This week on AppDevChat we hosted Q Manning, the CEO at Rocksauce Studios, to discuss the unsung heroes of App Development Ux & UI. Below are a few of the tweets and feedback from todays chat.
Q has been a leader in the tech industry over the last 15 years. With his expertise in film making, design, and management you could say he is the swiss army knife of the tech world. The purpose behind Rocksauce Studios was to assemble a team of incredible designers who would only produce beautiful and functional products. From taking a look at the studios site, you can tell they lead by example. Be sure to check out their Facebook and Twitter page.
1. What is your definition of User Experience?
- User experience (UX) is the art of creating how an app functions, it's features, and its interaction points for users.
- Accurately matching the users expectations on a massiv number of things including functionality, performance UI. – @TusNuaDesigns
- Interaction design has become a crucial part of UX, along with user interface. - @mappmechanic
2. What is your definition of User Interface?
- User interface is the actual graphic design & visual styling of the elements. It's the visual artwork and personality.
- What keeps the user wanting to come back as well as keeping them using the app. - @_NateBerg
- The UI defines the UX. The consistency, simplicity, and flow of the UI directly affects the end UX. - @TylerConlee
- Visual design including icons, typography, layout, and color scheme is important for UI design. - @mappmechanic
3. Can UX/UI be designed by the same person successfully?
- Absolutely – UX/UI and even the dev can all be done by the same person. However the person needs to understand both UI and UX very well.
- Can it? Absolutely. Should it? Probably not in an ideal situation. Having seperate UX/UI engineers are best, but not always possible to find. - @TusNuaDesigns
- Collaboration is unbelievably important in app making. Otherwise, one team makes changes without understanding the whole concept and idea.
- If the designer understands the needs of a programmer and vice versa then yes. - @playpublic_com
4. For the person doing UX/UI, is a competitive analysis necessary?
- Necessary? No. Really useful? Absolutely. Teams need to know what the competition and the market expects in a certain category.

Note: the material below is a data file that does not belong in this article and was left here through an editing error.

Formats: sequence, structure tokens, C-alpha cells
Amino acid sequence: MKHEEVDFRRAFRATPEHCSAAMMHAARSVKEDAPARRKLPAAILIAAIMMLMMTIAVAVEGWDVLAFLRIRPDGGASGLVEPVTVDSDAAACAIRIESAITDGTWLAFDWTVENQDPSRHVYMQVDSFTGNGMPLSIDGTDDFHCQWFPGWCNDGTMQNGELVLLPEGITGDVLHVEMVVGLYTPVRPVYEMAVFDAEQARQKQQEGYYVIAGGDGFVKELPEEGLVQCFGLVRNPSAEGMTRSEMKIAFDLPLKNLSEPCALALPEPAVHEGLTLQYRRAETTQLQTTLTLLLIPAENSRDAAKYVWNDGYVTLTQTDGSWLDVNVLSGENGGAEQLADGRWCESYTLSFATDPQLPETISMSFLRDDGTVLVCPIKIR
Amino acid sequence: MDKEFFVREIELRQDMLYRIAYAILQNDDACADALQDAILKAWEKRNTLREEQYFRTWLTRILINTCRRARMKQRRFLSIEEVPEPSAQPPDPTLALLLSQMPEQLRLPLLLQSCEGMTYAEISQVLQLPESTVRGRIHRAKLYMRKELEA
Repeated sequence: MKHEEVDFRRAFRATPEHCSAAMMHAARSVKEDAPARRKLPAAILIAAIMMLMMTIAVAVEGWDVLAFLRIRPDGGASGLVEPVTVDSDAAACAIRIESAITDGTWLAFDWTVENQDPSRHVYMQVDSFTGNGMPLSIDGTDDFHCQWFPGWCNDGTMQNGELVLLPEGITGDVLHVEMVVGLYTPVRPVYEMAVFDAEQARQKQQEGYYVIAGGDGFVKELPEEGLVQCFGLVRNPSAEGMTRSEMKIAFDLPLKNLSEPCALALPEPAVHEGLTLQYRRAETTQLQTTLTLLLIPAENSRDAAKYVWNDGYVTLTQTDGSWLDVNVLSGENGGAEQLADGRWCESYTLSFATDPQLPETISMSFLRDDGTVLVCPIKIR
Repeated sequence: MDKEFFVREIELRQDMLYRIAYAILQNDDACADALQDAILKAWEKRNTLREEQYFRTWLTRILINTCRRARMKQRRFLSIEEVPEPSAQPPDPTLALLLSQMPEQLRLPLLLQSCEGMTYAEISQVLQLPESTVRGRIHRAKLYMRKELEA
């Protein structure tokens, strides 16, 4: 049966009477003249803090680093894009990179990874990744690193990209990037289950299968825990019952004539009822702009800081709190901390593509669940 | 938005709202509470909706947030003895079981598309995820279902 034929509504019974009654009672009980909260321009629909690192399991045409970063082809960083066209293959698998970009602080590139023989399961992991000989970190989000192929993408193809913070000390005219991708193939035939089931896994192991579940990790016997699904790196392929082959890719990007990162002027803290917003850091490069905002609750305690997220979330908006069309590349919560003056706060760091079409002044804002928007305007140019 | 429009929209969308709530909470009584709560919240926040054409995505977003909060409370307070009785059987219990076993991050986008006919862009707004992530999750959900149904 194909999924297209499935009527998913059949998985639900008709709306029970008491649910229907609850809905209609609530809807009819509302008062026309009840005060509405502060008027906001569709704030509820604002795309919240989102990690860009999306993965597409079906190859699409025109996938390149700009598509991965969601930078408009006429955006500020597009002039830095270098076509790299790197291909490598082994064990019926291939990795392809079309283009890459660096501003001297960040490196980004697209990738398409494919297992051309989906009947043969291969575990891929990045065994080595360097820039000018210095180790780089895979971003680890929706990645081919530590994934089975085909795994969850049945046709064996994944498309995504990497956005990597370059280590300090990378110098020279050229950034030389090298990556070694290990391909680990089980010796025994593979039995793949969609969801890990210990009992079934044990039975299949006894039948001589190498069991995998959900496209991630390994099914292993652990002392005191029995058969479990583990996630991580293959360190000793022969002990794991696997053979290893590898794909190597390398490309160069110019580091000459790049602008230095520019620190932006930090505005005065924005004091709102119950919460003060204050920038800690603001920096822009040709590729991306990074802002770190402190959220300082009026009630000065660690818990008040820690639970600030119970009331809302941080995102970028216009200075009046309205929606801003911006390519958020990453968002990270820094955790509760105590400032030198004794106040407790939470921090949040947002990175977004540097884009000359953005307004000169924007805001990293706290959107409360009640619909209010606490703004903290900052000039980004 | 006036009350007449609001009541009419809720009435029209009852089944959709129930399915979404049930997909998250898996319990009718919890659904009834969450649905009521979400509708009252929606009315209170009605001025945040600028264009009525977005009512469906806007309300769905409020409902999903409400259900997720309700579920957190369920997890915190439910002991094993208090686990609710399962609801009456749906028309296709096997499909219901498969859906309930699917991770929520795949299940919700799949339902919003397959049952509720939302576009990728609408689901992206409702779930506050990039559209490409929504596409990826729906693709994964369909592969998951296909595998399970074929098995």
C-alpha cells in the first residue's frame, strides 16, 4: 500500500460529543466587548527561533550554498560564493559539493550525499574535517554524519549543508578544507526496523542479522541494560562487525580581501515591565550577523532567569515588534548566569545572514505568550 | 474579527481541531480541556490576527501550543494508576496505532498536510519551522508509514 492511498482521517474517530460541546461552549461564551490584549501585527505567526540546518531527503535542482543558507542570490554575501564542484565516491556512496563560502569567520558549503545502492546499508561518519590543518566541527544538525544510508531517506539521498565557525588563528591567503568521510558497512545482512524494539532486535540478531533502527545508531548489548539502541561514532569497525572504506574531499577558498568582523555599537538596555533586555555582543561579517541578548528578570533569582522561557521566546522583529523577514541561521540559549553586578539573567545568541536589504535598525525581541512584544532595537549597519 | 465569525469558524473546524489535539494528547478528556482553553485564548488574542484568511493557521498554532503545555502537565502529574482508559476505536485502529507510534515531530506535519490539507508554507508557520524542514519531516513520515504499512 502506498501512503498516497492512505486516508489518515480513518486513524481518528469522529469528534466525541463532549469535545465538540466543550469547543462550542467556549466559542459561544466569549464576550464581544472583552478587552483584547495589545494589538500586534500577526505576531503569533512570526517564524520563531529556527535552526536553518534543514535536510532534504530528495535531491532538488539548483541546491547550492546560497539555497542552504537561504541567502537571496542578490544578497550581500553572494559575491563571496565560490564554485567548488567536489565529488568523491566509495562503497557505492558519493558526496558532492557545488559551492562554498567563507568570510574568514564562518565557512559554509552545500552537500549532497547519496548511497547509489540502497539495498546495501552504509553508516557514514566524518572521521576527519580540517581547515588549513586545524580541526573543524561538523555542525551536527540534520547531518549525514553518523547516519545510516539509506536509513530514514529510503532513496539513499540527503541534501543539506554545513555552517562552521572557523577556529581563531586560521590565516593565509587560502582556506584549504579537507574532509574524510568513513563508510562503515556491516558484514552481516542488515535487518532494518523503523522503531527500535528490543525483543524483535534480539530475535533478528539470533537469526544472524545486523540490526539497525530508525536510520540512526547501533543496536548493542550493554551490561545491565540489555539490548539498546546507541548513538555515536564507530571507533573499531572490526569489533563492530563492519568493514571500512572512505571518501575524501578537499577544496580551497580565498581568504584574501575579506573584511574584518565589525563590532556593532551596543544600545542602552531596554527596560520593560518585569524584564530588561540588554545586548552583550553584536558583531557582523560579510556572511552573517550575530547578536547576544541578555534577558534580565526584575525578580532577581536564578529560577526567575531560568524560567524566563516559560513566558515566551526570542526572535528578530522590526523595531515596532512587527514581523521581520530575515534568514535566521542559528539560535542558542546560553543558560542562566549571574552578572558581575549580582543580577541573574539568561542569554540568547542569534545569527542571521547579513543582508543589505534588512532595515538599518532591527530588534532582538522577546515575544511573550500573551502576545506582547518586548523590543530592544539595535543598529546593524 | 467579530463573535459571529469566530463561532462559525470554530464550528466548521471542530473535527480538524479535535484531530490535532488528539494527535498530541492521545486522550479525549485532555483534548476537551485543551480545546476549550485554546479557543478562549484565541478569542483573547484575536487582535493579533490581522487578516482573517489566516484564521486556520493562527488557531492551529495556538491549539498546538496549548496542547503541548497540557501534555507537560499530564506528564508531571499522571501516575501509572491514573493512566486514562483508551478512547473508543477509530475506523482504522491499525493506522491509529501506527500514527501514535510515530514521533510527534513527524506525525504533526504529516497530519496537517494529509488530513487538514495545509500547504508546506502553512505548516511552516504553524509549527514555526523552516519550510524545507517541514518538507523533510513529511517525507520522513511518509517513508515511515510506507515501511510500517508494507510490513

- To some extent, yes. You should always know what makes your competitors successful, but also make your own work unique – @TylerConlee
- Definitely, analysis will show good, bad, ugly implementations of ideas, and often provide inspiration. - @TusNuaDesigns
- Without analysis you are more likely to make the same mistakes that your competitors have made. - @TusNuaDesigns
5. How does the competitive analysis tie into UX/UI inspiration?
- Competitive analysis shows you what features people expect from a type of app, the ways goals are accomplished and what they do wrong.
- Analysis helps you see what other features developers have used in that space. This could potentially dispel a useless, expensive feature that doesn't help the app.
- You can improve upon already great UI/UX. I.e., take what a competitor did and make is even better. - @IndieGameGirl
- As with over-design/under-design, competitive analysis can assist with both over-engineering and under-engineering decisions. - @TusNuaDesigns
6. How do you like to research current trends for UX/UI?
- Spend a lot of time in the app stores, play with everything new coming out.
- I like to look at the top downloaded/most successful apps and beautiful websites. - @IndieGameGirl
- A common search we do is "best css web gallery" which will open Google up to dozens of great sites which will inspire.
- Do research on UX designs blogs and follow the work of popular designers. - @mappmechanic
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